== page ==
I recently finished reading Sex & the Single Girl as research for a mid-twentieth century period piece I'm writing. I always dismissed Cosmopolitan magazine and anything to do with it as fluff, but found myself strangely and surprisingly charmed by its wacky, long-reigning Editor-in-chief, Helen Gurley Brown. It's hard to forgive her for presiding over the masthead of such a cringe-worthy and horrendous "lifestyle" publication, but from time to time she'll do something endearing, like titling her editorial column "Step into my Parlor" and other humorous -- intentional or otherwise -- flourishes.
When reading the book I realized that inside the Cosmo-girl morass, there was a woman I actually didn't hate. She's kind of an old-fashioned broad: tough, sassy, solo, offering up a great big "I don't give a damn what you think" to everyone. This woman was a single career gal for seventeen years in the late '40s and early '50s before she married a film producer, so she knows whereof she speaks. It must have been a tough climate for her. I also wonder if she was the inspiration for Peggy on Mad Men, because she started as a secretary and moved up into writing ad copy after being mentored by a boss-man who noticed her talent. Here's another endearing quality she has: she grew up desperately poor and gives some amazing advice about living on a budget, including a section on how to save, buy stocks ("Choose a company that has an asset to liability ratio of at least four to one"), and negotiate a lower rent with your landlord. Her warning never to buy anything on layaway seems like the lone rational voice in the wilderness in these days of post-credit card remorse.
HGB advises living life to the fullest while living solo, whether it means working your way up the ladder at your office, taking violin lessons or traveling to Australia for a year: "Paradoxically, living dangerously lengthens and strengthens your life." She does not advise waiting for a man to call, predating "He's Just Not That Into You" by several decades. She's all about getting out there, having fun, working hard and really relishing this world, an ethos that isn't so easy for any woman who's ever spent weekends and holidays alone with the "lonely fidgets." ("But how much easier it is to bear if you have a really intriguing job to return to next morning and enough money to buy yourself a Ferrari to race around in and forget.") Her hardworking no-nonsense advice and bloody-minded dedication to "routing out the trembles" and eschewing self-pity is quite astonishing when you consider the how-to-land-a-man sensibility she and her magazine would later become associated with.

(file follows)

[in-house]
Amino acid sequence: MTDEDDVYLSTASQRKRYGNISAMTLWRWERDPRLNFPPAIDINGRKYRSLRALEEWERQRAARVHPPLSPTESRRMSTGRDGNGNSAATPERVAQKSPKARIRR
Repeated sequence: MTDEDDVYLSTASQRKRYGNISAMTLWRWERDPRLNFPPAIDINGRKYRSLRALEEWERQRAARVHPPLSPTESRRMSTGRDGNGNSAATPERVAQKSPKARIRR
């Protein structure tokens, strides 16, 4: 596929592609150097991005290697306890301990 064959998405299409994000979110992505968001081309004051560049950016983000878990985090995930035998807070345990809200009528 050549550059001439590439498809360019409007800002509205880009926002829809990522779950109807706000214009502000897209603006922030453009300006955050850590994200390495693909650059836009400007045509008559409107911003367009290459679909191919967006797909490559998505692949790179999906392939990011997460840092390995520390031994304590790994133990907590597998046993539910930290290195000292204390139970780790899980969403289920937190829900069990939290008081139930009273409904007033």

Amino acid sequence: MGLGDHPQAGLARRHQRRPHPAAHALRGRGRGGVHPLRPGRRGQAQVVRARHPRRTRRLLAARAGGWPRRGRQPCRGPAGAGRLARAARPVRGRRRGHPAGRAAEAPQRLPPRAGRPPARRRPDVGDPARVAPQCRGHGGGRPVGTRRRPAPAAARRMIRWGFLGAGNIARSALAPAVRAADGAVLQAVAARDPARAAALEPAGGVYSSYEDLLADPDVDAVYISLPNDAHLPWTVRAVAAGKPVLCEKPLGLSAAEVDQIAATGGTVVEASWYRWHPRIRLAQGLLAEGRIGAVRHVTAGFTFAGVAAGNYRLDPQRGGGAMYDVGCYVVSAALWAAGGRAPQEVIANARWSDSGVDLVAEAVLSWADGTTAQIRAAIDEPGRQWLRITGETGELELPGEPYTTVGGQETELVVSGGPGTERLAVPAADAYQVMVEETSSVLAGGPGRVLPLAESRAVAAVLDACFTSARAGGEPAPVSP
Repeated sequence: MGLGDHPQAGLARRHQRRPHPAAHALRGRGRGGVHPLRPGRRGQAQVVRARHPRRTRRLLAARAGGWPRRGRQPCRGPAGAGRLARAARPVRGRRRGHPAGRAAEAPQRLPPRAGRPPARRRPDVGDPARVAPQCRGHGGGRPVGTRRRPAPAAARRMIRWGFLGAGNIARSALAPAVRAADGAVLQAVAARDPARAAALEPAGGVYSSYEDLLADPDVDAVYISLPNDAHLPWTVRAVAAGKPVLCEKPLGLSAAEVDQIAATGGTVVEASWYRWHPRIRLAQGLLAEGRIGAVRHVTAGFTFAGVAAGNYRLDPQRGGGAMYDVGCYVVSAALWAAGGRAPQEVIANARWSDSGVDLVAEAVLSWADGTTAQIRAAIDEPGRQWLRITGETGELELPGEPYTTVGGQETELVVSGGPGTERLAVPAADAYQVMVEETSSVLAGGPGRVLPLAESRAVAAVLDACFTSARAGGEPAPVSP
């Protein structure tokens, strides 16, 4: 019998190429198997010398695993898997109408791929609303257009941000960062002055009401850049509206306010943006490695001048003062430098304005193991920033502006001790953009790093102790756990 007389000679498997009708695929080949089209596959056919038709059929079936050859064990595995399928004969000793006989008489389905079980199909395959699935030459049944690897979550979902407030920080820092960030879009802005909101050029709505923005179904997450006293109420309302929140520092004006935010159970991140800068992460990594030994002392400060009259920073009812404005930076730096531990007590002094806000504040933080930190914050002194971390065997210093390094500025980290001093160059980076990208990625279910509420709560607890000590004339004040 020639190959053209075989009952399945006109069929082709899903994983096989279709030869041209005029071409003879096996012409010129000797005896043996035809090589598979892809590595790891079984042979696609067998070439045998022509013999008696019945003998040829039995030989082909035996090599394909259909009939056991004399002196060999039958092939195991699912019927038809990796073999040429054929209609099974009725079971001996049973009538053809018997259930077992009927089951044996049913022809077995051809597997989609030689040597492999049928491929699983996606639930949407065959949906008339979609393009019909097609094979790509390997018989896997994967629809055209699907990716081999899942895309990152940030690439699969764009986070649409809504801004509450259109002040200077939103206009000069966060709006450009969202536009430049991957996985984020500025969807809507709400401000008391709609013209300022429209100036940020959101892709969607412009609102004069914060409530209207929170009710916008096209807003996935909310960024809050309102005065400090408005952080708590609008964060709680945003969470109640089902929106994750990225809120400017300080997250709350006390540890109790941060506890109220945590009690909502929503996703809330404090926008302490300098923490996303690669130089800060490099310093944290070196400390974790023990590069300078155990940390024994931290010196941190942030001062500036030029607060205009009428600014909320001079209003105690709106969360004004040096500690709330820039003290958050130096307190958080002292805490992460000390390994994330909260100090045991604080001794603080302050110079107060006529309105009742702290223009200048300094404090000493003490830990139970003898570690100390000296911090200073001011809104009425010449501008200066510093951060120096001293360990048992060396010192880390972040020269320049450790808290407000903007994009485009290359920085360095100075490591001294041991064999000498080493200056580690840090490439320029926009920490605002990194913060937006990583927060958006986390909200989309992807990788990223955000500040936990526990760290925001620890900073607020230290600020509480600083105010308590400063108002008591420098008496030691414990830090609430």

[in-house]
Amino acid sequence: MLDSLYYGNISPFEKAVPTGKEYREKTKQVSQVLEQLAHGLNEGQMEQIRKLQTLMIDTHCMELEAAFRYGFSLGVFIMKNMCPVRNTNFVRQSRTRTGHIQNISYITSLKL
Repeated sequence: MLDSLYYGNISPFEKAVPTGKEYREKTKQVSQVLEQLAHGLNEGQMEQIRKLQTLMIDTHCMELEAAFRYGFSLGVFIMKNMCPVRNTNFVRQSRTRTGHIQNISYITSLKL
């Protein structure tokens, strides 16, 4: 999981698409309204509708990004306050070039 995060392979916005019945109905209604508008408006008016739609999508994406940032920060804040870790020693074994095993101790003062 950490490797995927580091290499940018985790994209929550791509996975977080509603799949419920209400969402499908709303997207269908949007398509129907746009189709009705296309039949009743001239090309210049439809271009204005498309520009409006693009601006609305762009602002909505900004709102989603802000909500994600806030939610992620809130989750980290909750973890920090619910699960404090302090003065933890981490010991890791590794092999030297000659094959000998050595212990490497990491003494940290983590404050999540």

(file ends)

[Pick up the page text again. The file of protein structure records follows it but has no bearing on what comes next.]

For instance, Cosmo readers appear to have little do other than sleep their way to the top, right? Not such a great idea, advises Mother Brown: "You would ... do yourself more good by staying right where you are and learning to read a statistical report. After all, girls to go to bed with he can always find. No real training required, but where is a boss going to get a girl who can read statistical reports?"
I don't know, maybe the last 2.5 decades of backlash and post-feminism have lowered the bar, but I found HGB's "make yourself useful" philosophy kind of refreshing, and despite whatever she did later in life, despite all the unforgivable dating/dieting advice she doled out to women, I think this still stands:
"Those who glom onto men so that they can collapse with relief, spend the rest of their days shining up their status symbol and figure they never have to reach, stretch grow, learn, face dragons or make a living again are the ones to be be pitied. They, in my opinion, are the unfulfilled ones."
Or, put another way, "There's such a long time to settle down by the hearthside."